Pranab Mukherjee: A look back at the political life of India's accidental non-Prime Minister
Former President, Bharat Ratna recipient and Congress stalwart Pranab Mukherjee, who has been at the forefront of Indian politics for several decades, passed away at the age of 84 on Monday. India Blooms goes back in the time to know how Mukherjee became a confidante of Indira Gandhi, lost out to Rajiv Gandhi, and returned to a position of power again in Congress before his ascension to Presidency
Much different to the political mavericks in the country, Mukherjee's entry into politics was low-key in 1969 when he was given a Congress ticket to Rajya Sabha, the upper house of the Parliament, by then Prime Minister Indira Gandhi. But in a short span of time, Mukherjee became Gandhi's most trusted person and a minister in her cabinet.
Mukherjee's association with Gandhi can be summed up by the former President's discussion of Operation Bluestar at Amritsar's Golden Temple to eliminate the terrorists from the religious place.
In the second volume of his memoir, The Turbulent Years: 1980-96, Mukherjee wrote about Operation Bluestar when Indira Gandhi had told him, "Pranab, I know of the consequences." It was Mukherjee who was privy to the momentous decision of Indira Gandhi for an operation by Indian military in June 1984 to flush out militant Sikh leader Sant Jarnail Singh Bhindranwale and his followers from the buildings of the Harmandir Sahib (Golden Temple) complex in Amritsar.
However, despite being number two in the mighty Congress during the Indira Gandhi regime, his political aspirations succumbed to his party's trademark dynasty politics.
Indira Gandhi's son Rajiv Gandhi, who was nowhere in the Indian politics unlike his late brother Sanjay, made an unexpected entry, that too with the PM's post, leaving Mukherjee sidelined in the Congress.
But in his autobiography, Pranab Mukherjee said he did not want to be the Prime Minister.
He wrote: "..... it was decided that we should request Rajiv Gandhi to take over as the full-fledged Prime Minister to meet the challenge posed by this extraordinary situation. Somebody suggested that I formally make this request to Rajiv and work out the modalities to be followed. I took Rajiv to the rear of the aircraft and requested him to take over as Prime Minister. His immediate question to me was, 'Do you think I can manage?' 'Yes,' I told him, 'we are all there to help you. You will have everyone’s support.'”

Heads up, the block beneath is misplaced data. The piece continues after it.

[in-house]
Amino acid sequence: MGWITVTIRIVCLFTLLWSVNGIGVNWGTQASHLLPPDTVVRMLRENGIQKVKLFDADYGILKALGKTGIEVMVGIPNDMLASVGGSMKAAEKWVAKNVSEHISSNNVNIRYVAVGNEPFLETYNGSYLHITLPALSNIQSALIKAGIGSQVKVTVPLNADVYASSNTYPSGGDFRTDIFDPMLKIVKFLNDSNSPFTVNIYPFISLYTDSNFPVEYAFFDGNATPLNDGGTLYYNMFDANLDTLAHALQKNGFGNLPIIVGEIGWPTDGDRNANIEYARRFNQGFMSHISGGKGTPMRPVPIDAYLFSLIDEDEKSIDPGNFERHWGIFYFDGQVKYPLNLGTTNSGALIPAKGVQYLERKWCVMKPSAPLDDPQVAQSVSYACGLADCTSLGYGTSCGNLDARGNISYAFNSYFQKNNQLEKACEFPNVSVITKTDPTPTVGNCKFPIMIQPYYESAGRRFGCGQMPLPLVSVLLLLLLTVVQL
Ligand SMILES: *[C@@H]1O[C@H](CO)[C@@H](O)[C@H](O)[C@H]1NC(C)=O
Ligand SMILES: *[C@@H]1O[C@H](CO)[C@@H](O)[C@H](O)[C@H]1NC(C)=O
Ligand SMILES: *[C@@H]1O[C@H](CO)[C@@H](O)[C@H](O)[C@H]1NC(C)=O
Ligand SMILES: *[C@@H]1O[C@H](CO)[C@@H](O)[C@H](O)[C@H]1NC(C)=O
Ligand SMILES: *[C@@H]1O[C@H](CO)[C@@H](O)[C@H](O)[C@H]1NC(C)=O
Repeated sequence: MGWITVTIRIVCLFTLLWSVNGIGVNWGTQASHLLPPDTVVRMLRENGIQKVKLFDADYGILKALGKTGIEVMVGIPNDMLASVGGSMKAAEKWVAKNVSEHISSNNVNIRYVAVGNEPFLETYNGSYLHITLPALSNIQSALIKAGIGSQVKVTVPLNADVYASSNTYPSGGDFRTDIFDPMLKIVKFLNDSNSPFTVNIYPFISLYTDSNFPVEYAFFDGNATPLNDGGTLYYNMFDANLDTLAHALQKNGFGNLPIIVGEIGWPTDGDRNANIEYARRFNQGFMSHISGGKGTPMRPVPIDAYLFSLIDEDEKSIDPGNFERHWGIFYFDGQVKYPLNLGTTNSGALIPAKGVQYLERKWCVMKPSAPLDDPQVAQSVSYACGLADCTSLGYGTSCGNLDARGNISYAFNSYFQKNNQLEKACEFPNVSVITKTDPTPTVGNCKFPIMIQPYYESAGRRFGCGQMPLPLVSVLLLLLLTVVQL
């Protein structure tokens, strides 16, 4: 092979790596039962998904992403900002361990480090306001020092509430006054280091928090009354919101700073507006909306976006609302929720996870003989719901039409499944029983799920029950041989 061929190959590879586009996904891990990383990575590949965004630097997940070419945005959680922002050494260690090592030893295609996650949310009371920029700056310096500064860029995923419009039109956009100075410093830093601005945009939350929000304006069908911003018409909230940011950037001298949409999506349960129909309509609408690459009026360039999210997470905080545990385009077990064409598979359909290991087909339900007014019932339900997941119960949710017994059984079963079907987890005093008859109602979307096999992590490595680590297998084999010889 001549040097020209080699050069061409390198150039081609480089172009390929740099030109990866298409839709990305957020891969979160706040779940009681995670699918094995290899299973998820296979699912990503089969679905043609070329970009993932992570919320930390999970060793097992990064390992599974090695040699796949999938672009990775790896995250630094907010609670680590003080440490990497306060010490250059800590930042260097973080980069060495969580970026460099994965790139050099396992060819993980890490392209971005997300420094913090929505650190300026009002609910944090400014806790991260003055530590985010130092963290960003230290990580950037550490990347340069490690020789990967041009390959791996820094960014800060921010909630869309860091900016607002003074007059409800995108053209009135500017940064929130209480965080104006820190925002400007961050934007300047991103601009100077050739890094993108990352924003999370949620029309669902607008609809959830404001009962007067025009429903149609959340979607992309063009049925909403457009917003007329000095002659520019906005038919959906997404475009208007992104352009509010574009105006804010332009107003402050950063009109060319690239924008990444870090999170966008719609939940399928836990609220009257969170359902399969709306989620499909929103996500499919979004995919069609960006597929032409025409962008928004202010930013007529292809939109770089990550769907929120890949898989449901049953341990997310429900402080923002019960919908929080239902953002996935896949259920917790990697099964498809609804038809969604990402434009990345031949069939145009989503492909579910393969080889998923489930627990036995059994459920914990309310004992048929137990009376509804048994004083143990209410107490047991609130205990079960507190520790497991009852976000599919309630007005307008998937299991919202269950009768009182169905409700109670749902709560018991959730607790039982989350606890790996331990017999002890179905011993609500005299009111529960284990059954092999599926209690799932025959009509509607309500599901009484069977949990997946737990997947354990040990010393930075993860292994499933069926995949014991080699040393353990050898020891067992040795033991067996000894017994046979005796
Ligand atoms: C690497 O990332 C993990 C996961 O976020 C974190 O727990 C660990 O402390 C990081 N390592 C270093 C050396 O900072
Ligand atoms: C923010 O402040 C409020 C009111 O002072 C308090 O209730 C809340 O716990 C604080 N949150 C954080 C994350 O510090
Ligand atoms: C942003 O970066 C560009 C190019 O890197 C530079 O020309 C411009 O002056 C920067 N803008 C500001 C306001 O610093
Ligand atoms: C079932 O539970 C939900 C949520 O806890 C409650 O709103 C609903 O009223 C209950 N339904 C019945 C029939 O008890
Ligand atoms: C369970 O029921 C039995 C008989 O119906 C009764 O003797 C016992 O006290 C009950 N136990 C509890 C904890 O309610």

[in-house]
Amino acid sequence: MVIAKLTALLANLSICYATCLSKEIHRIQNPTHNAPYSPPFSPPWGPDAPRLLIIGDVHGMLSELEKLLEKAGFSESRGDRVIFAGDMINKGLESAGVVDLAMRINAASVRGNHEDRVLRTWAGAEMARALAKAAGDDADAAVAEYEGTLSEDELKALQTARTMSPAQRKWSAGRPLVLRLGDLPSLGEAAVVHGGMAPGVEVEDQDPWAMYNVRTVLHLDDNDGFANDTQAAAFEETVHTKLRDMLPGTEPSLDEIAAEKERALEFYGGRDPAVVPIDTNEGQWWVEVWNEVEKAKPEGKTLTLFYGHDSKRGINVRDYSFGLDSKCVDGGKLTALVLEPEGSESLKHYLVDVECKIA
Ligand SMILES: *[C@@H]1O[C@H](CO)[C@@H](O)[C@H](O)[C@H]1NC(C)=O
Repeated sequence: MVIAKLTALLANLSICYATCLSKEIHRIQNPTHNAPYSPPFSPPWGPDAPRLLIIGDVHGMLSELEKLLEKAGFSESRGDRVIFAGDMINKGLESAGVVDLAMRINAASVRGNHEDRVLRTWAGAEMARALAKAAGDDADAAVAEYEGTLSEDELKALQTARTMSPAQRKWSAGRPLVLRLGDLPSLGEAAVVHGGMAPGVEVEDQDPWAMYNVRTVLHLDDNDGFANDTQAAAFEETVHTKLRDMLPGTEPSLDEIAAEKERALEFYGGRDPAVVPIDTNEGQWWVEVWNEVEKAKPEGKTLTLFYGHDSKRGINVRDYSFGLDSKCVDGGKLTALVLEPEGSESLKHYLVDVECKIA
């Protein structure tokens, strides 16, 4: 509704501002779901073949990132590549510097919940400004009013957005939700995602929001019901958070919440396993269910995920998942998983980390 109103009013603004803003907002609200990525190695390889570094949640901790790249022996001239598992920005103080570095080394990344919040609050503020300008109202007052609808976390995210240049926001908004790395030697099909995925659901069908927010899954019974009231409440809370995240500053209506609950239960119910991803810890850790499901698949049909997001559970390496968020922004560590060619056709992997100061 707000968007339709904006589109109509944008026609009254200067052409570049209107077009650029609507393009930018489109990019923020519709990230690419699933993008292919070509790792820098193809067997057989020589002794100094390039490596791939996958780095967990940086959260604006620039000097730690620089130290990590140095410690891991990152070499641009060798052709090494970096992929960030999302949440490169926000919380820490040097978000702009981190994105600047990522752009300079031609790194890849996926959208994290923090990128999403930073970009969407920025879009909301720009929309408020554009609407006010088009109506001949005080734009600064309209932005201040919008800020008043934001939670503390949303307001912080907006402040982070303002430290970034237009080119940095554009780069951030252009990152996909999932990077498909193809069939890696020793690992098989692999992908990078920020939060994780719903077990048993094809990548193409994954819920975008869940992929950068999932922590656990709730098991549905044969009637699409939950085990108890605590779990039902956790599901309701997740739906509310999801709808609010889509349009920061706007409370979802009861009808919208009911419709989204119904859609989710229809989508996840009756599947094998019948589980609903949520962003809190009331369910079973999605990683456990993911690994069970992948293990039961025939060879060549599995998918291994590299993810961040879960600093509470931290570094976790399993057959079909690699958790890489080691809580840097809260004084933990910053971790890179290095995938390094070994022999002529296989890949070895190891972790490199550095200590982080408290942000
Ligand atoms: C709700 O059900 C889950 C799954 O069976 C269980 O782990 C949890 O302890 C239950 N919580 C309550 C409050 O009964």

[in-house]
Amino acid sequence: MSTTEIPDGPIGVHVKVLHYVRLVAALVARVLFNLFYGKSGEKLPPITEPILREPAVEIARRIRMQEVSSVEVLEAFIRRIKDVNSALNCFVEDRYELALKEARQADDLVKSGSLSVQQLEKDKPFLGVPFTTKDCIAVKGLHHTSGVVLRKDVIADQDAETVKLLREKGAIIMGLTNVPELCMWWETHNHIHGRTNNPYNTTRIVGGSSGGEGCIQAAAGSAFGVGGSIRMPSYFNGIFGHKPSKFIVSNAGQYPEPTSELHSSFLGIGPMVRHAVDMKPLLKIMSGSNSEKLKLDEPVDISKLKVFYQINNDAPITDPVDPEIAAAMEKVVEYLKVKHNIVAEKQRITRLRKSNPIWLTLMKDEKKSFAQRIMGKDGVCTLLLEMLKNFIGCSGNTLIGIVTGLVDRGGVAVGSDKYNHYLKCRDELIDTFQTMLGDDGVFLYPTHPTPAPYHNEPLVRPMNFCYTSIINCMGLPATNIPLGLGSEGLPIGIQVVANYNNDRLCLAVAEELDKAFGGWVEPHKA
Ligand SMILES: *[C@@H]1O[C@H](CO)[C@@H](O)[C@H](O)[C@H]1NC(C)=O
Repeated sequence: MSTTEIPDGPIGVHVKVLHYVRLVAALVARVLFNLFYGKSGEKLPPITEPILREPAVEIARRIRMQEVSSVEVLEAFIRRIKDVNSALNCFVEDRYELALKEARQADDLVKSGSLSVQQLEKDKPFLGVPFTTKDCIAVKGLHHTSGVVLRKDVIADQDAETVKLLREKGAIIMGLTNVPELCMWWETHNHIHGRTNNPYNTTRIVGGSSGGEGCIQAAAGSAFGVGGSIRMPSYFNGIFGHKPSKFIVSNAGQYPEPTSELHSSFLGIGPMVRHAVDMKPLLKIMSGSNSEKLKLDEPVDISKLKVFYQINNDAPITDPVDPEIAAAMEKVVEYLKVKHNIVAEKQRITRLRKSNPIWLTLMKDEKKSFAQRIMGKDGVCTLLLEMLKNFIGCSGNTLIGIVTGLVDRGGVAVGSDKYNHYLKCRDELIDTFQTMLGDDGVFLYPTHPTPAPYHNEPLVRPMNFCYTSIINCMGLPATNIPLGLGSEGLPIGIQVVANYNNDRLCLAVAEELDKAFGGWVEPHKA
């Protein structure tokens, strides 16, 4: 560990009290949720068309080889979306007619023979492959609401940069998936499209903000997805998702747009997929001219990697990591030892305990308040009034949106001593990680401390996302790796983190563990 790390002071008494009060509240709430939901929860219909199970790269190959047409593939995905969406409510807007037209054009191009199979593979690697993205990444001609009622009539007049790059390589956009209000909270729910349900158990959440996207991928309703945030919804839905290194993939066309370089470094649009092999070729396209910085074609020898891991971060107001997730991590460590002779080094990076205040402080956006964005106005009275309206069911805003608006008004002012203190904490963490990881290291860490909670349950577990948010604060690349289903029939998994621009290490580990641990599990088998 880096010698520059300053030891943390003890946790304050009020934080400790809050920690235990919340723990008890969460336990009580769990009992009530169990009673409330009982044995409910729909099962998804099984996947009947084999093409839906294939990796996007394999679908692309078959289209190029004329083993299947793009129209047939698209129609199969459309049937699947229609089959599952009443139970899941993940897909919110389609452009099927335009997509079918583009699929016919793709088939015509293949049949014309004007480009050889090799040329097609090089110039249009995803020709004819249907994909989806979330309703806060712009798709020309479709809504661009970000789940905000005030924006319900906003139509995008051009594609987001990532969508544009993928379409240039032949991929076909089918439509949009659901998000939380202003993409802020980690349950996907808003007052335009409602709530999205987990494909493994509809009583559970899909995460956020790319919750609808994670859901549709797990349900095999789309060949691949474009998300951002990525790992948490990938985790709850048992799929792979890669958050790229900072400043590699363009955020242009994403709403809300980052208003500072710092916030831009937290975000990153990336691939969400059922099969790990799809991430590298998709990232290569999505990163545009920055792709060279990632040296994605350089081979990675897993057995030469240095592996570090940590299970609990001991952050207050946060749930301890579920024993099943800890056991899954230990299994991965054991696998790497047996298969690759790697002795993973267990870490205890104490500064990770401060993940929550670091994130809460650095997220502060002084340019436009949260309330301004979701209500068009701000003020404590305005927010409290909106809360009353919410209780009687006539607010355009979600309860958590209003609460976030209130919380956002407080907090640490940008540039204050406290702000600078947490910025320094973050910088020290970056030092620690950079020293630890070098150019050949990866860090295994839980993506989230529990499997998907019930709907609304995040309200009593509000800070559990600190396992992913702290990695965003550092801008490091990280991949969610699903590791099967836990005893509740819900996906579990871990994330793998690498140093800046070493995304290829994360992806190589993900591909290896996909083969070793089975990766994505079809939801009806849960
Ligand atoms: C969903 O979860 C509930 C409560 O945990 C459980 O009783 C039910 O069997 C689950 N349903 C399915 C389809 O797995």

On why he was dropped from the Rajiv Gandhi Cabinet and expelled from the party, he wrote "all I can say is that he [Rajiv Gandhi] made mistakes and so did I. He let others influence him and listened to their calumnies against me. I let my frustration overtake my patience."
In his memoir he also went back to the time of post-Emergency when Sanjay Gandhi was painted as a villain of Indian politics. He hailed Sanjay Gandhi as a man of good intentions.
He wrote: "In much of post-Emergency literature, Sanjay Gandhi has been characterised as a villain, devoid of any good qualities. This animosity and venom against him was to a large extent the result of the euphoria surrounding the Janata Party’s creation, a wave of anti-Mrs Gandhi sentiment and the division in the Congress.
"Every human being is a mixture of good and bad. However, no one can fault the intentions guiding Sanjay’s decisions --- whether these pertained to population control, tackling illiteracy or afforestation. His ideas were good, and all targeted at bringing about positive change. And, as someone who knew him well and worked with him for six years of his political life, I was privy to many of his positive virtues."
A politician and statesman who had cordial relations with leaders cutting across party lines (he was conferred the Bharat Ratna during the Narendra Modi-led BJP regime), Pranab Mukherjee was often referred to in Indian politics as "the best Congress Prime Minister the country never had".